Travel around Alaska - I must say a lot of it doesn't make me really want to go there - the account of the evening spent in Barrow sitting around in the dark with people who are getting drunker and more argumentative while they wait for the moose steaks to defrost enough to have dinner m always make me extremely grateful to be where...more
Mar 19, 2014 Linda added it
This was a great book about Alaska. It opened my eyes to how important it is to preserve such a beautiful land.
Re-reading this classic. After having visited a few parts of SE Alaska last summer, reading it now puts it in a new light for me. Also, he mentions Wasilla (now known as S. Palin's hometown)as an uninteresting, booming suburb of Anchorage (this is circa 1978 when he visits).

Would be interesting to have author go back to each village/city today and see how the Internet has changed the isolation...
McGinniss visits and immerses himself in the life of Alaska's towns, territories and people. Fascinating and a contrast to current reality TV series about Alaskan lifestyles. the final chapter on the Brooks Range was my favorite. Pervasive alcoholism, cold and lack of resources in many villages were common factors in 1980 when this was written, as the oil industry was growing in the state.
This book has long been on my to-read list, and I finally picked up a copy of it on my recent trip to Alaska. It offers a fascinating view of Alaska in the 1970s. Even though the state has changed immeasurably since then, it's still a fantastic wilderness. I can't wait to go back.
This is one of the best books I have ever read. If I could afford to, I would buy one for everyone and hand them out. Wonderful account of Alaska as the oil boom is taking over. Great vignettes of everyday people. Believable descriptions of landscapes and weather...Loved it.
Lisa Vegan
May 30, 2007 Lisa Vegan rated it 5 of 5 stars
Recommends it for: anyone interested in Alaska
For some reason, I remember liking this book more than all the others I read in preparation for a trip to Alaska that I took in 1983. It really got me in the mood and gave me a good sense of the the place, even though I was going to only a small corner of the state.
I had a great time reading this since it is an account of Alaska at the time my parents were living there, just before my brother and I were born. A great read for anyone who has ever been to Alaska or been intrigued by the idea of Alaska.
Stacie S.
Have re-read this book several times. The people and situations seem parallel to some of my Alaska experiences when I worked in salmon canneries and the tourist trade. In the summers of 1982-85. I miss my buddy Paul..
i read this when i went to alaska on vacation. the alaska mcginniss describes is pretty different from the alaska of today, but he's a very engaging writer, and his stories are highly entertaining.
This book is actually very good. It is about a man who wanted to see what Alaska is really like. It covers his exploits in the capital with the locals and in the frozen small villages.
I read this book first quite a few years ago. After going on vacation to Alaska this summer, I re-read the book and really enjoyed reading about the places I visited.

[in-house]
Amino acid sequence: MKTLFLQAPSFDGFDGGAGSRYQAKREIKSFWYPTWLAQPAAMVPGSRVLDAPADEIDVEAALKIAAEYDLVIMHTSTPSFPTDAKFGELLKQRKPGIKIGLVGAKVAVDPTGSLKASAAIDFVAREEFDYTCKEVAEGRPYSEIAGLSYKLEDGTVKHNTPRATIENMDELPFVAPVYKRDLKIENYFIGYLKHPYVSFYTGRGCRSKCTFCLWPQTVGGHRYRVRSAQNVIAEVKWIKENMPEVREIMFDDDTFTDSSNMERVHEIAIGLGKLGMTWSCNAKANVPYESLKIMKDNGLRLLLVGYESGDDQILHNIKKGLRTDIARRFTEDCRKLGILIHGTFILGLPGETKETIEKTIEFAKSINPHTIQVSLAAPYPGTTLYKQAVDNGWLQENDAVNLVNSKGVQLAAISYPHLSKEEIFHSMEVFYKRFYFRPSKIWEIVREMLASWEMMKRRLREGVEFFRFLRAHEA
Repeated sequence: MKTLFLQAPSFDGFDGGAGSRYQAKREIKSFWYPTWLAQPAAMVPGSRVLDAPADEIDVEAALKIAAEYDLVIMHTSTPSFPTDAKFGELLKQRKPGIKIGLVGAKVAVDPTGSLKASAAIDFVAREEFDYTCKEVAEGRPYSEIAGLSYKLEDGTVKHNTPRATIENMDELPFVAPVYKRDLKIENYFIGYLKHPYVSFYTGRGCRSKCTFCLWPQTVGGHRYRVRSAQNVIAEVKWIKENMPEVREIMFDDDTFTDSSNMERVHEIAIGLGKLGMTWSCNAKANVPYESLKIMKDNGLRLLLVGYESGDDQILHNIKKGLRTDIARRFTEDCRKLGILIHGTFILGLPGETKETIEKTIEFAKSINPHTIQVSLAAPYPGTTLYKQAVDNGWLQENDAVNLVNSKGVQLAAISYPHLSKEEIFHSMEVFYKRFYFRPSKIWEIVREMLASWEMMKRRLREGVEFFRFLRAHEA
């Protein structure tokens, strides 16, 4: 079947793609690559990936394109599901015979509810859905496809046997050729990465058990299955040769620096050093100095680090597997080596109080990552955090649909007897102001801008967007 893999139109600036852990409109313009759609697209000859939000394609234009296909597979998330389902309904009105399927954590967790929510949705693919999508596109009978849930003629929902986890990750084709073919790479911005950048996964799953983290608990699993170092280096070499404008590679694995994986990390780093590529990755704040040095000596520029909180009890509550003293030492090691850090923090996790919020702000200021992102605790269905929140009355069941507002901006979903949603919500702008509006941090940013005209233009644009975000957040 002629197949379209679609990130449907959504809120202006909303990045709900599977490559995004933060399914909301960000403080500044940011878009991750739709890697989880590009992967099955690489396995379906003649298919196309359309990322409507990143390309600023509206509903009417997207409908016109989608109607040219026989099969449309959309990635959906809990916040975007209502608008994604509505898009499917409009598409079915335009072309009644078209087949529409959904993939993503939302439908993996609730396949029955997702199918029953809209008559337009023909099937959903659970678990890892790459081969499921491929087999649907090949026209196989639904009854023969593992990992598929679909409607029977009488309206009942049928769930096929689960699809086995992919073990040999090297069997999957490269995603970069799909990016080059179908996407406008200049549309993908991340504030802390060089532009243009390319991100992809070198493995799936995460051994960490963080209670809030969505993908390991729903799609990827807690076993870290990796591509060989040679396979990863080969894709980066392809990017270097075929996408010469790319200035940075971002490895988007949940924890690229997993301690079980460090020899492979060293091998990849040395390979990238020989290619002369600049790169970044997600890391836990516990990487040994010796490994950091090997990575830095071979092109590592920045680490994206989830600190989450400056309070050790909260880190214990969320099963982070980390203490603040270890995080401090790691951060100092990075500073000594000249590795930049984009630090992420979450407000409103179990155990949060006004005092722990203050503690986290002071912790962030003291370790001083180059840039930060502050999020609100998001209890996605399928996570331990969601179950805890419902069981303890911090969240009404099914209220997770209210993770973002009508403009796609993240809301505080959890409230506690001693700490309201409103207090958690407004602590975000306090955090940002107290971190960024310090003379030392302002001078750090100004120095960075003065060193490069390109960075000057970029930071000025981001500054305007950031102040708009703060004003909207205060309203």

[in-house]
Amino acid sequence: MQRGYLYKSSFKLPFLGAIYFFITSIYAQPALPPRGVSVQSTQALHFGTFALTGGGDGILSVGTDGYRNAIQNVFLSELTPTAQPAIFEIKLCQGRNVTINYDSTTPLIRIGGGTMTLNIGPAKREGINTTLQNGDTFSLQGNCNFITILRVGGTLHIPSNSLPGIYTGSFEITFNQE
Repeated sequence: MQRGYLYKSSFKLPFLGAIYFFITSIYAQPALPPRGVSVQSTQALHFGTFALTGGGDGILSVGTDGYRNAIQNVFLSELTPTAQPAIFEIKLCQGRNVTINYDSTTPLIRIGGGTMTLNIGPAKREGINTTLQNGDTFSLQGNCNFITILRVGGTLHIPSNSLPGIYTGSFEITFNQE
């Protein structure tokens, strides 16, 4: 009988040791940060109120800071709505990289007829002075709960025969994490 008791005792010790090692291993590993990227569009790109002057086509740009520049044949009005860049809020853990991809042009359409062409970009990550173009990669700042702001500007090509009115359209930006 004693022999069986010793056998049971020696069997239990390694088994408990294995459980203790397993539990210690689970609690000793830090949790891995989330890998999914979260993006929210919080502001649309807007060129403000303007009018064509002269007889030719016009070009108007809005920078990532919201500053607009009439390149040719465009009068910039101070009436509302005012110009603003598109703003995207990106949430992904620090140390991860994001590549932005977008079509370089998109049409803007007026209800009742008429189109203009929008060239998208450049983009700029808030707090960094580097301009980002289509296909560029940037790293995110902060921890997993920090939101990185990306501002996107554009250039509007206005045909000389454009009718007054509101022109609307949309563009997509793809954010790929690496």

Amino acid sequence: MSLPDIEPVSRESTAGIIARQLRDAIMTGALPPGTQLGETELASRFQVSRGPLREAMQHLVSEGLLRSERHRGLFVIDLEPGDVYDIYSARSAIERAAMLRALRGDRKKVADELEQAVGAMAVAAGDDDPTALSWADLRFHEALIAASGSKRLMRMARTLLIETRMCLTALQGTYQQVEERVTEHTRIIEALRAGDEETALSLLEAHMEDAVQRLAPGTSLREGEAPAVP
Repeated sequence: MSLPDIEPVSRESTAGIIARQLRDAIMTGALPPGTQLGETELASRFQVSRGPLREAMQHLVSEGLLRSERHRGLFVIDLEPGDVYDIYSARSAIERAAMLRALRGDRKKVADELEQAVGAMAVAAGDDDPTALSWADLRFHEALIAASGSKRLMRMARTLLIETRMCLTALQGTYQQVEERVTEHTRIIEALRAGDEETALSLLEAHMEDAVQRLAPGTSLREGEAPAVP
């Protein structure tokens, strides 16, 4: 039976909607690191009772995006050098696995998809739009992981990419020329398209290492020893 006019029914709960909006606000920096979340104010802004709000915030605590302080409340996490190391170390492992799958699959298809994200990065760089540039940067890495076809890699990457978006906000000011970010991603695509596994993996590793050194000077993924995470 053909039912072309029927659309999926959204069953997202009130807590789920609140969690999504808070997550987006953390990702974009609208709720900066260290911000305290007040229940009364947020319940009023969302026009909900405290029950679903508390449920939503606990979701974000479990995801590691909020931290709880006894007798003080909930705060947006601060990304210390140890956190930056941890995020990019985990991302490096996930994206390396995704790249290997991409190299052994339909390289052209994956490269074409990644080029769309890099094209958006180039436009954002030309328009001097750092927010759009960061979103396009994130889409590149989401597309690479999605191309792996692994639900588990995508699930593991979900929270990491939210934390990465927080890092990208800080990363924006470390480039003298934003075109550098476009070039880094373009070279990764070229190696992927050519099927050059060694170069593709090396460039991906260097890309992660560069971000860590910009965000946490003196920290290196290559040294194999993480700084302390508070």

May 10, 2008 Beverly rated it 5 of 5 stars
Recommends it for: everyone
Probably dated but one of the best discussions of living in Alaska that I have found, squelching whatever desires I had to live there....
Really enjoyable. If you liked Coming Into The Country by McPhee then you will like this, and vice versa.
I really enjoyed this book, having lived in AK from 1961 to 1997. Good writing.
Joe McGuiness is annoying for other reasons but this is a fascinating book about Alaska!
Chess via Email
The book was full of interesting stuff, but I didn't really like the author/narrator.

Randy Ball
Great story! Inspired both of my travels to Alaska.
May 17, 2013 Peter added it
A must companion to Alaska travle
Rena Maryann
extremely hilarious...
Really liked it!!
A fascinating portrait of Alaska in the mid 1970's, not covering the Alaskan pipeline boom so much as focusing on individual stories of how the pipeline boom changed their lives. The book is a compilation, so if you only read a chapter or two, I would recommend the chapters on the Brooks Range, Nome, and Barrow.
« previous 1 3 4 5 6 7 8 9 10 11 next »
There are no discussion topics on this book yet. Be the first to start one »
  • An Empire Wilderness: Travels Into America's Future
  • I See by My Outfit
  • A Life on the Road
  • The Outlaw Sea: A World of Freedom, Chaos, and Crime
  • The Walk West: A Walk Across America 2
  • Trawler: A Journey Through the North Atlantic
  • The Size of the World
  • American Nomads: Travels with Lost Conquistadors, Mountain Men, Cowboys, Indians, Hoboes, Truckers, and Bullriders
  • Fastnet, Force 10: The Deadliest Storm in the History of Modern Sailing
  • Metal Cowboy: Tales from the Road Less Pedaled
  • Fresh Air Fiend: Travel Writings
  • AA Gill is Away
  • Following the Equator: A Journey Around the World
  • Rules, Britannia: An Insider's Guide to Life in the United Kingdom
  • Coming into the Country
  • My Old Man and the Sea
  • Arrow of the Blue-Skinned God: Retracing the Ramayana Through India
  • Bad Land: An American Romance
Joe McGinniss (born 1942) is an American author of nonfiction and novels. He first came to prominence with the best-selling The Selling of the President 1968 which described the marketing of then-presidential candidate Richard Nixon, and has authored 11 works since that time. His latest book is The Rogue: Searching for the Real Sarah Palin.
More about Joe McGinniss...
Fatal Vision Blind Faith The Miracle of Castel di Sangro: A Tale of Passion and Folly in the Heart of Italy Cruel Doubt Never Enough

Share This Book